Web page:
Have you ever wondered how far that one person from Guam got while they were watching your newest video on their iPhone last Monday?
After about a year of spreadsheets, information architecture matrices, and a couple of mocks featuring one of my favorite dog videos, we set out to answer important questions like this one with the launch of a seriously powerful new anayltics tool. If you happen to have some videos of your own on Vimeo, TAKE IT FOR A SPIN.
In with the new
Vimeo is all about offering the best-in-class tools for anyone looking to host their videos. Unfortunately, some tools get left in the shed for a while. The advanced stats tool was in need of some love, so we decided to give it a complete overhaul. Not only did I completely redesign the UI and UX for stats, but we also rebuilt the entire system for collecting and reporting data, which was no simple task.
One of the stats tool's biggest shortcomings was the fact that we just weren't using a lot of the data we were collecting. There was so much more we could be surfacing to users, like in-depth geo data for their plays, and viewer engagement on their videos. So the biggest challenge we faced was designing and building a tool that organized all of this data in a way that was easier to access and digest.
Laying the foundation
I did a lot of the research and competitive analysis for the new stats platform. Looking through other analytics tools, I knew I wanted to avoid making stats too complicated. We basically wanted to give users a powertool, but didn't want them to feel like they needed a license to operate it. Our target users differ from your run-of-the-mill number crunchers in that they are mostly creative profressionals interested in figuring out how their videos are performing, but don't have experience parsing a ton of complex data.
After organizing all the different data points we collect and seeing where all the vectors overlapped, I put together a spec and direction for an interface that allowed users to essentially build query strings (a pretty daunting method of retrieving specific stats that's popular on other platforms) using friendlier, more organized methods, like switching between views and adding filters.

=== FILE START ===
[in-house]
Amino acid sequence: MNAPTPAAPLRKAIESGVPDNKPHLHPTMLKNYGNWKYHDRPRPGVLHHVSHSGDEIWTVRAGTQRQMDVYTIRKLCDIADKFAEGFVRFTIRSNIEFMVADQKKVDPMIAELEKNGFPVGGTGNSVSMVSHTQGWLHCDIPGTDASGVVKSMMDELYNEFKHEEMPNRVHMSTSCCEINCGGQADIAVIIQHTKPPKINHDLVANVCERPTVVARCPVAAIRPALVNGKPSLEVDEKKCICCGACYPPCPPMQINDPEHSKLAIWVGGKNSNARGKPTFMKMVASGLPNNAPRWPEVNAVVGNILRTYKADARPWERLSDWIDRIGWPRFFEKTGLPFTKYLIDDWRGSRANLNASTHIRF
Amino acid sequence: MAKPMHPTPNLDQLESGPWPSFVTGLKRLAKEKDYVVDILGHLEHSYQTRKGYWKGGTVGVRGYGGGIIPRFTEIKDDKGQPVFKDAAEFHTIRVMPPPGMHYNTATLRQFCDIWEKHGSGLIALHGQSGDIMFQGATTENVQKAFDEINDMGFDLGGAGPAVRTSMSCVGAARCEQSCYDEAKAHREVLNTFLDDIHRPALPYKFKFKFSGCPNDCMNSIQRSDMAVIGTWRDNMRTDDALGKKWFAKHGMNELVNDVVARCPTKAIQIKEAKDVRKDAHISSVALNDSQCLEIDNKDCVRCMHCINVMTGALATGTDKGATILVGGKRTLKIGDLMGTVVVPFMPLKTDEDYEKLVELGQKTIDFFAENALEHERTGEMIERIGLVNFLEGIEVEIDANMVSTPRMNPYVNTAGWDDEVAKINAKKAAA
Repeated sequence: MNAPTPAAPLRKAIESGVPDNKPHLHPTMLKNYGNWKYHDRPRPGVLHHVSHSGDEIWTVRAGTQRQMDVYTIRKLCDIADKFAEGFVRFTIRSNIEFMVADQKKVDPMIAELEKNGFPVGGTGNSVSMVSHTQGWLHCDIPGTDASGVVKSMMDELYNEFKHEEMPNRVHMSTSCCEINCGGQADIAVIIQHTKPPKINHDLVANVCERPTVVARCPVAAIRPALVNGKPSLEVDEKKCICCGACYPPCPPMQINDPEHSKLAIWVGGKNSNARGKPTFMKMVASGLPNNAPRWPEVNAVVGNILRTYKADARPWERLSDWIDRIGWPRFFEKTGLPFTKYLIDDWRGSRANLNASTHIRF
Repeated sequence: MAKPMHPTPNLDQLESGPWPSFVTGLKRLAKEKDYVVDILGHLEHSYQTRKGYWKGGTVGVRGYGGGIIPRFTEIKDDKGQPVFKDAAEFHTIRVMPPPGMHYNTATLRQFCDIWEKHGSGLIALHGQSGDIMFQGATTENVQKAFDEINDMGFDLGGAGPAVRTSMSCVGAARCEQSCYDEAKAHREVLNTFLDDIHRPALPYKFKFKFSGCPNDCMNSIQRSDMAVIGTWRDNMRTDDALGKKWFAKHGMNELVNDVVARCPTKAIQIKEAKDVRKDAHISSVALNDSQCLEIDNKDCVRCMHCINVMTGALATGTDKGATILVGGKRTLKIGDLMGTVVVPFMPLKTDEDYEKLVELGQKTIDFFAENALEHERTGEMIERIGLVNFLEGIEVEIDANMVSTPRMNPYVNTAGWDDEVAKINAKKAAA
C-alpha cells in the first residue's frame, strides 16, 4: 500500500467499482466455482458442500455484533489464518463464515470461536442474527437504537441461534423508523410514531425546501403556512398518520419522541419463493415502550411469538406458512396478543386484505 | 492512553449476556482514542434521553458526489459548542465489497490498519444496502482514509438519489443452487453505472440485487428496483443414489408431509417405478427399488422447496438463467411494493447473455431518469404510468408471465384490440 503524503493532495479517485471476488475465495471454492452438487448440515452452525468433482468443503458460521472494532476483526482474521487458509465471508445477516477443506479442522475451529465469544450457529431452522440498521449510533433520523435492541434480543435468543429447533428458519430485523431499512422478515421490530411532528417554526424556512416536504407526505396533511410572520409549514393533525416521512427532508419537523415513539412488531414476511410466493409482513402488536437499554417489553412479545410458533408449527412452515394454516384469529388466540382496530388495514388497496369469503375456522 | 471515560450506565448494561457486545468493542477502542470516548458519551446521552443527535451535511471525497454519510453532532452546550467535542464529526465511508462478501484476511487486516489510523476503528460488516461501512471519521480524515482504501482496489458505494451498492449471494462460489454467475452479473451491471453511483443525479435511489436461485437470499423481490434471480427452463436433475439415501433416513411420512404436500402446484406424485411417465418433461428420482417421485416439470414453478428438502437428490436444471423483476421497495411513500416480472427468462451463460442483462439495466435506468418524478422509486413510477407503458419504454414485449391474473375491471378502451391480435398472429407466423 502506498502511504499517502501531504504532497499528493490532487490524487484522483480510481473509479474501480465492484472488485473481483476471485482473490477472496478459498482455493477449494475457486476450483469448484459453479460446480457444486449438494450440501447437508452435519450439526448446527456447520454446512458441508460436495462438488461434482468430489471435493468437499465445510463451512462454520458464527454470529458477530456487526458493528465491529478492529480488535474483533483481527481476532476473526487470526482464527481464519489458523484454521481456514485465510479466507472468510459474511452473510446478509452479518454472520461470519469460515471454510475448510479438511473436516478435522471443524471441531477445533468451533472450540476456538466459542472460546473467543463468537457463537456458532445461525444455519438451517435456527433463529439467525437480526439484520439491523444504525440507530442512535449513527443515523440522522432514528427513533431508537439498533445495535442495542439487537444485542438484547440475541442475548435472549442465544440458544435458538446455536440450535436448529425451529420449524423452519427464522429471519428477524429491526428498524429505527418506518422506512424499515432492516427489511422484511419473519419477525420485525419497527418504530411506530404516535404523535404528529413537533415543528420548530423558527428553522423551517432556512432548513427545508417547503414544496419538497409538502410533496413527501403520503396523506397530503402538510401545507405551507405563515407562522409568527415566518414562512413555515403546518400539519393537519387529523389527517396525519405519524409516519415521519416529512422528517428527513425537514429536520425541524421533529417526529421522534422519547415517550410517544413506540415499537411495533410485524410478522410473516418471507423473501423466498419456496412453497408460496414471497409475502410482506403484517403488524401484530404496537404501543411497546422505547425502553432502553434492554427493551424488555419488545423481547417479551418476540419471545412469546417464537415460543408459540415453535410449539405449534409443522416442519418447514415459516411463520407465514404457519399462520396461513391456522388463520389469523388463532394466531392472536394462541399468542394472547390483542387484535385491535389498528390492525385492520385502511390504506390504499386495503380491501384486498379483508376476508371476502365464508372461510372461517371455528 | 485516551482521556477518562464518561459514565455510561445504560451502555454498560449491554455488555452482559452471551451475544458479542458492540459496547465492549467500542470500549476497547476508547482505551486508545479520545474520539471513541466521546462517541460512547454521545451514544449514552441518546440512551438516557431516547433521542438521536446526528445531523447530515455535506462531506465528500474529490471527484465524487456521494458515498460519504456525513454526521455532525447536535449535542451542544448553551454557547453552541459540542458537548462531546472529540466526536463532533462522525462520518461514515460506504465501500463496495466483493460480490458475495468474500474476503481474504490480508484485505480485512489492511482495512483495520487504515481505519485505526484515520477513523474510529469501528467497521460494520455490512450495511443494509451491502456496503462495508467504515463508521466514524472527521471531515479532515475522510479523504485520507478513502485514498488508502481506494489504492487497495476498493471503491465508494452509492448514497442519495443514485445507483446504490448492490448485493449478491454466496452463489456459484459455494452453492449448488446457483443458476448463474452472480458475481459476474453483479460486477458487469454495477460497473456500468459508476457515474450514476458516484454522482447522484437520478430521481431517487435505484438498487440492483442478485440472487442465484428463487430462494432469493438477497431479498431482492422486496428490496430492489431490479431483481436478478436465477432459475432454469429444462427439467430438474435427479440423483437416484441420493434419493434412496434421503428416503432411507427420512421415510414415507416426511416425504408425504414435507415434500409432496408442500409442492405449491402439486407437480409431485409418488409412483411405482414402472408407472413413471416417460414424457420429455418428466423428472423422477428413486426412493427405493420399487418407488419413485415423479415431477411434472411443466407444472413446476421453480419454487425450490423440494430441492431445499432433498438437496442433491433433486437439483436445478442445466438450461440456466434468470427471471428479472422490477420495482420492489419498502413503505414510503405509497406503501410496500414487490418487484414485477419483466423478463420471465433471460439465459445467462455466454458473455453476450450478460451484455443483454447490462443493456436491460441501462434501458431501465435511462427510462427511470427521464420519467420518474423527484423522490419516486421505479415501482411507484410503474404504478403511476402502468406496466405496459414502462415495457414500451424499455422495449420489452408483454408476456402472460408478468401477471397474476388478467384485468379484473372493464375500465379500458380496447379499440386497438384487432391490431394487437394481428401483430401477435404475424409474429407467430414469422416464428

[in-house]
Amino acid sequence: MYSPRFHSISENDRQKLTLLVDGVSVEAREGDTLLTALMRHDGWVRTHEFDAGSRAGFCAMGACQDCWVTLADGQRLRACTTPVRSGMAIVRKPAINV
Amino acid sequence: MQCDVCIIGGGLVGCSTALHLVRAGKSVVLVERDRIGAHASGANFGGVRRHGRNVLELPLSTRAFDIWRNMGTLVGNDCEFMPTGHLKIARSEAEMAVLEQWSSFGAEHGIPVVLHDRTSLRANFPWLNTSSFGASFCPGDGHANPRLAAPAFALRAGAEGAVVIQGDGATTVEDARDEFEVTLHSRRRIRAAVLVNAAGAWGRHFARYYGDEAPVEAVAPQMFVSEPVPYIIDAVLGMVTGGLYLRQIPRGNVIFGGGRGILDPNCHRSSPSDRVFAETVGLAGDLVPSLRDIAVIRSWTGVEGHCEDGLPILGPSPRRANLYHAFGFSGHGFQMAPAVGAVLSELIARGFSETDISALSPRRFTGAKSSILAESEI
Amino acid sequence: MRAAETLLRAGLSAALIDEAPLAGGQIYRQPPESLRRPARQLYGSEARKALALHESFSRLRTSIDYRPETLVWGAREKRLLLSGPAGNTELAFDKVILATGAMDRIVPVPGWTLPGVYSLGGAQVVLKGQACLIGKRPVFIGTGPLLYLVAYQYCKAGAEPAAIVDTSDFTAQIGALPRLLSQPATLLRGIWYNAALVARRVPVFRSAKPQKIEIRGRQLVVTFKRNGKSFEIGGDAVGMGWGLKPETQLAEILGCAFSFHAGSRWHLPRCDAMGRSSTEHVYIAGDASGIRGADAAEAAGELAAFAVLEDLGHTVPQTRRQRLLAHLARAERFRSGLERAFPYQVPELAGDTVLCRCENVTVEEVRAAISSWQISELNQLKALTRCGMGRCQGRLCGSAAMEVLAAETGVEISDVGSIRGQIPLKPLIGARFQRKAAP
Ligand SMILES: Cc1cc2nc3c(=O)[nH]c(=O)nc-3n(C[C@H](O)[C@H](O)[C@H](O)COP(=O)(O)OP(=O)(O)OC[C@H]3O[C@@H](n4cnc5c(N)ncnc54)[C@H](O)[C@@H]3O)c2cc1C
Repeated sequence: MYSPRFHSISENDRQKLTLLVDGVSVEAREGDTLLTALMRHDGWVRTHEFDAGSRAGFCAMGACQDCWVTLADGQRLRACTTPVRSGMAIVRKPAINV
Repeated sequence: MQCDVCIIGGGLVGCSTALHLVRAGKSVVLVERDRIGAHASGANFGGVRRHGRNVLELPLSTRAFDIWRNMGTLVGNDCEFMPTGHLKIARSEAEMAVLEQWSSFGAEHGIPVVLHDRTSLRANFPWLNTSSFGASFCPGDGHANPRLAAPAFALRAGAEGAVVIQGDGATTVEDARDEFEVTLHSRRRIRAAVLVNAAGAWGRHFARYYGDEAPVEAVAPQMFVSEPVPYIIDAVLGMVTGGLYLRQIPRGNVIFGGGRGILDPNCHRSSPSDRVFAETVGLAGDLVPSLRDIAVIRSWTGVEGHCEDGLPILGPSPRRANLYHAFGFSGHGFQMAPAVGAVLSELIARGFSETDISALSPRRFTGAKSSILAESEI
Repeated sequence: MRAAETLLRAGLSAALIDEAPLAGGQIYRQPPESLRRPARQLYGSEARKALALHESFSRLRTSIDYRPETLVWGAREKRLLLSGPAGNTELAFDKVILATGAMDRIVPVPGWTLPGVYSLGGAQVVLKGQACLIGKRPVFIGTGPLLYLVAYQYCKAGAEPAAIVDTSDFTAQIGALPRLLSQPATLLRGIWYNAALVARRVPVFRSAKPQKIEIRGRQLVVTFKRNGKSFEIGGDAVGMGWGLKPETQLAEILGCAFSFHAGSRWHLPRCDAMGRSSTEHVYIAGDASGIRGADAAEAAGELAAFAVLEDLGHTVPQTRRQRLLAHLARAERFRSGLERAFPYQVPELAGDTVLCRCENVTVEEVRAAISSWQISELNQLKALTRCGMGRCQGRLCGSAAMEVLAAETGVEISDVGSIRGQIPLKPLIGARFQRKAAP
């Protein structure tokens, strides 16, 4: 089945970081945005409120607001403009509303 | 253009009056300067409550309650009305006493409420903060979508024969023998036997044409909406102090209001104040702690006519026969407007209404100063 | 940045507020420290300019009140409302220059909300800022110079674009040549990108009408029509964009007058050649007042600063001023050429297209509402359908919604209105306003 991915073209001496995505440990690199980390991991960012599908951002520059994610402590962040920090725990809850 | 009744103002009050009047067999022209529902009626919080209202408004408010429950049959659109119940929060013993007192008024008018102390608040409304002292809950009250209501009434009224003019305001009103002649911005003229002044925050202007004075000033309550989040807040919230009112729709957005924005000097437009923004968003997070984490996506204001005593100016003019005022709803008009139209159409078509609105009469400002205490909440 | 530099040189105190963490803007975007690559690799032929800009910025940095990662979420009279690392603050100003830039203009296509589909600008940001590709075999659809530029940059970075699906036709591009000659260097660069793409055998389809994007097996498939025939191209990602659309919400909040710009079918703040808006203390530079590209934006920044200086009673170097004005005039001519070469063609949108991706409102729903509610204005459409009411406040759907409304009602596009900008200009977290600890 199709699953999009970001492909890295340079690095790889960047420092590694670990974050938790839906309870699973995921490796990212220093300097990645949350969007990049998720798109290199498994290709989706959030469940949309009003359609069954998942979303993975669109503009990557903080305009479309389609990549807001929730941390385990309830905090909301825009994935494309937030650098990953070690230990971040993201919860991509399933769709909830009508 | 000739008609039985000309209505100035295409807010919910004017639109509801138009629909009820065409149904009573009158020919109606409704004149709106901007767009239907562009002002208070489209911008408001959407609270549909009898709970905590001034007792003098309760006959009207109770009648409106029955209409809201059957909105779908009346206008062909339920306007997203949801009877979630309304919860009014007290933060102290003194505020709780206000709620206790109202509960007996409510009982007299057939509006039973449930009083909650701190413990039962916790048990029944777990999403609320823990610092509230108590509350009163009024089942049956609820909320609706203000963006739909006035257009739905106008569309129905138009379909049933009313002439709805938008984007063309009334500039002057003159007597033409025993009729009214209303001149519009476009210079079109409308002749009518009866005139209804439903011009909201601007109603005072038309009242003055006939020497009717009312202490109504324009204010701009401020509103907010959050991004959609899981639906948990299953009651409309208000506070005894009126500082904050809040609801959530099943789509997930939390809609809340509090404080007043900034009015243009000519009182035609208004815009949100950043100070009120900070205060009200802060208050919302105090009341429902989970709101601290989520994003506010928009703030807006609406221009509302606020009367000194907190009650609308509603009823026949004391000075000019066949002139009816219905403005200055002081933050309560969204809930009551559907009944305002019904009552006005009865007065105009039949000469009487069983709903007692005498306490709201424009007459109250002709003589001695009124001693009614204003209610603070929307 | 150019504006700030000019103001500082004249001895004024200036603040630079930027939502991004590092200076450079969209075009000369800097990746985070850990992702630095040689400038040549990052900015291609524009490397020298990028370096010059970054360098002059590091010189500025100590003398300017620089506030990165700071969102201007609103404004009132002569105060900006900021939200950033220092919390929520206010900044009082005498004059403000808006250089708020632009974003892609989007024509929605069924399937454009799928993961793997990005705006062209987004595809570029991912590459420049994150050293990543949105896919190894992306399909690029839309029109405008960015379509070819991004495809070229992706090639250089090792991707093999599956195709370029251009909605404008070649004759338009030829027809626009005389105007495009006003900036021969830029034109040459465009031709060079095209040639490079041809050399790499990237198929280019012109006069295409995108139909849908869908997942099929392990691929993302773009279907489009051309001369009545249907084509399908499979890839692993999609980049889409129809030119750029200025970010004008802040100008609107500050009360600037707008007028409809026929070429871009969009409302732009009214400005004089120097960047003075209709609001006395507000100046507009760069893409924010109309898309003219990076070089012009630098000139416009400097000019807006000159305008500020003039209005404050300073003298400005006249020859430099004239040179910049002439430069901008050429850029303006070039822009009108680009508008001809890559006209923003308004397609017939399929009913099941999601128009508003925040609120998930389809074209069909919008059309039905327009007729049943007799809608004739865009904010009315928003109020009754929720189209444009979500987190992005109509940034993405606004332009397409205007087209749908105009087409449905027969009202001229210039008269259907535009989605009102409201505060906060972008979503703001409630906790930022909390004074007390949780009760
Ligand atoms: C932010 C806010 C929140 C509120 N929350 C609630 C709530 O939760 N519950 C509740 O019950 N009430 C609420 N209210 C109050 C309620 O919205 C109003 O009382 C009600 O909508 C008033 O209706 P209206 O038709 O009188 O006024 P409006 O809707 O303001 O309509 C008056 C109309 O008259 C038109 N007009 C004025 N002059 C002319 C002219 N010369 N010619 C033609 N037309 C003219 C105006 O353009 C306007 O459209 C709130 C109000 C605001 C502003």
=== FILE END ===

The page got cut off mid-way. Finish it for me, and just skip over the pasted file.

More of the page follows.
The key was designing something that was flexible and more future proof than our previous tool. With this new framework, we're able to easily add new data points as we start collecting them without the interface running out of room or becoming more complicated to use.
The old dashboard for stats was cluttered and unfocused. There wasn't a lot of care given to empty states, which resulted in a lot of sections that were just big holes with no data or messaging. To address these problems, we did a round of user surveys to identify how our users ranked the importance of different stats. The clear winner was play count, so we decided to set up the dashboard accordingly.
Users can see an at-a-glance summary of their recent activity across plays, finishes, likes, and comments, then get highlights for their play data. The stats dashboard is meant to be a jumping-off point into the more in-depth reporting pages. So aside from being able to navigate using the menu at the top of every stats page, users can also click through from any module on the dashboard to the corresponding report.
The reports are where users can really get the most out of stats. Improvements included revamping our data visualizations using HIGH CHARTS, adding an interactive map, introducing filters to customize and save out specific views, streamlining the amount of stats the user has to choose from, and building the ability to select, expand, and narrow in on the data in the table.
Users can now view their stats over time in the date report, pinpoint what's happening world-wide in the region report, see how they're performing across different devices and platforms in the device report, look at what sites people are watching their videos from in the source URL report, and see how people are engaging on their individual clips in the video report.
City-level geo data
The region report now has an interactive map that we put together using OPEN STREET MAP. Users can zoom in and see breakdowns for their stats all the way down to the city/town level.
For the video report, we built real-time graph overlays that show users what portions of their videos perform the best, and how long the average user watches.
One thing we hadn't done a great job of in the past was marketing the Vimeo stats tool. The old page featured an outdated video and had a big CTA to upgrade, but it wasn't a very good resource for educating and upselling potential users. So I put together a marketing page that highlighted the new features we added to the platform with a breakdown of benefits for each subscription type.
Vimeo stats was a great opportunity for me to take a hands-on product role and really lead the architecture of a big project. I definitely learned a lot about how data infrastructures are organized, and how to better work across a bunch of teams. Stats was also a lesson in the importance of iteration. We set up this massive undertaking as one big release, which really bit us in the donut charts. So after this, I'm a big supporter of more agile approaches with phased releases. There really is way too much going on here to get the job done in a few screenshots, so if you're a Vimeo user CHECK IT OUT for yourself.